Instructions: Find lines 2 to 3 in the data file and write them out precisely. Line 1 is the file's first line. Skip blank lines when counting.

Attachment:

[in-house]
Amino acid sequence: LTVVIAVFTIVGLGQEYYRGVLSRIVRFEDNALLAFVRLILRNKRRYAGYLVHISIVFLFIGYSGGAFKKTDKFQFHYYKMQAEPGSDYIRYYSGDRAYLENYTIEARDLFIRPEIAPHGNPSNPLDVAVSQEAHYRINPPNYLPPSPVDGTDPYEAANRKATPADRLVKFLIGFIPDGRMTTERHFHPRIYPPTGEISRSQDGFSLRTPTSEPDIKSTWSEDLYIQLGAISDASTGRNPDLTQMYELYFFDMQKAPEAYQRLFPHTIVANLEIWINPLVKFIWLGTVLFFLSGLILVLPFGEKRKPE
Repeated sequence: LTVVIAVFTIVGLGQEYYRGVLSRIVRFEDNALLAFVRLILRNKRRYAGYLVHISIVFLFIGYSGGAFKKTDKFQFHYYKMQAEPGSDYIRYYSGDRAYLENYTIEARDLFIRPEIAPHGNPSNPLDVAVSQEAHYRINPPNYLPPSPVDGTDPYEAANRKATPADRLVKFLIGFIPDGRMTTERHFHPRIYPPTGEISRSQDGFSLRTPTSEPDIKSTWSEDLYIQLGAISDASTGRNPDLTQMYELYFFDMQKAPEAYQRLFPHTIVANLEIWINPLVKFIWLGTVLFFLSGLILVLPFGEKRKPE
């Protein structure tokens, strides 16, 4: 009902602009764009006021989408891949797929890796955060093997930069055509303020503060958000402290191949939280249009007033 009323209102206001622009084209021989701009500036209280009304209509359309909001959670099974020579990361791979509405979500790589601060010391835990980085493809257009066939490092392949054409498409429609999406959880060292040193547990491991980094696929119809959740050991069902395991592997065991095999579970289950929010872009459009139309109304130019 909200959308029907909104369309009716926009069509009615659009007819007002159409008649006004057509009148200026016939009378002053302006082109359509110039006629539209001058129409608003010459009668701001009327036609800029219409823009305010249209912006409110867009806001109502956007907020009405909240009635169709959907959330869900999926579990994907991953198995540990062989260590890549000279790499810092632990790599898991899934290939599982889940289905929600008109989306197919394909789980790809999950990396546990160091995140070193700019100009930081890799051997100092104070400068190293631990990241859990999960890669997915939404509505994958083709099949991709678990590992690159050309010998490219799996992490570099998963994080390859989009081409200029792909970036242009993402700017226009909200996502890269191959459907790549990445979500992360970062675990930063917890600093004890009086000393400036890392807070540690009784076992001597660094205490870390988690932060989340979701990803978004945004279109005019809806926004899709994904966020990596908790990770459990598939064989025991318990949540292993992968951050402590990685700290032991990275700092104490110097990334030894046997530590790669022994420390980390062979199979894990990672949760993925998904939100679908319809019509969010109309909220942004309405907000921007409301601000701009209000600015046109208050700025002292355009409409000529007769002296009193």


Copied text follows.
Amino acid sequence: LTVVIAVFTIVGLGQEYYRGVLSRIVRFEDNALLAFVRLILRNKRRYAGYLVHISIVFLFIGYSGGAFKKTDKFQFHYYKMQAEPGSDYIRYYSGDRAYLENYTIEARDLFIRPEIAPHGNPSNPLDVAVSQEAHYRINPPNYLPPSPVDGTDPYEAANRKATPADRLVKFLIGFIPDGRMTTERHFHPRIYPPTGEISRSQDGFSLRTPTSEPDIKSTWSEDLYIQLGAISDASTGRNPDLTQMYELYFFDMQKAPEAYQRLFPHTIVANLEIWINPLVKFIWLGTVLFFLSGLILVLPFGEKRKPE
Repeated sequence: LTVVIAVFTIVGLGQEYYRGVLSRIVRFEDNALLAFVRLILRNKRRYAGYLVHISIVFLFIGYSGGAFKKTDKFQFHYYKMQAEPGSDYIRYYSGDRAYLENYTIEARDLFIRPEIAPHGNPSNPLDVAVSQEAHYRINPPNYLPPSPVDGTDPYEAANRKATPADRLVKFLIGFIPDGRMTTERHFHPRIYPPTGEISRSQDGFSLRTPTSEPDIKSTWSEDLYIQLGAISDASTGRNPDLTQMYELYFFDMQKAPEAYQRLFPHTIVANLEIWINPLVKFIWLGTVLFFLSGLILVLPFGEKRKPE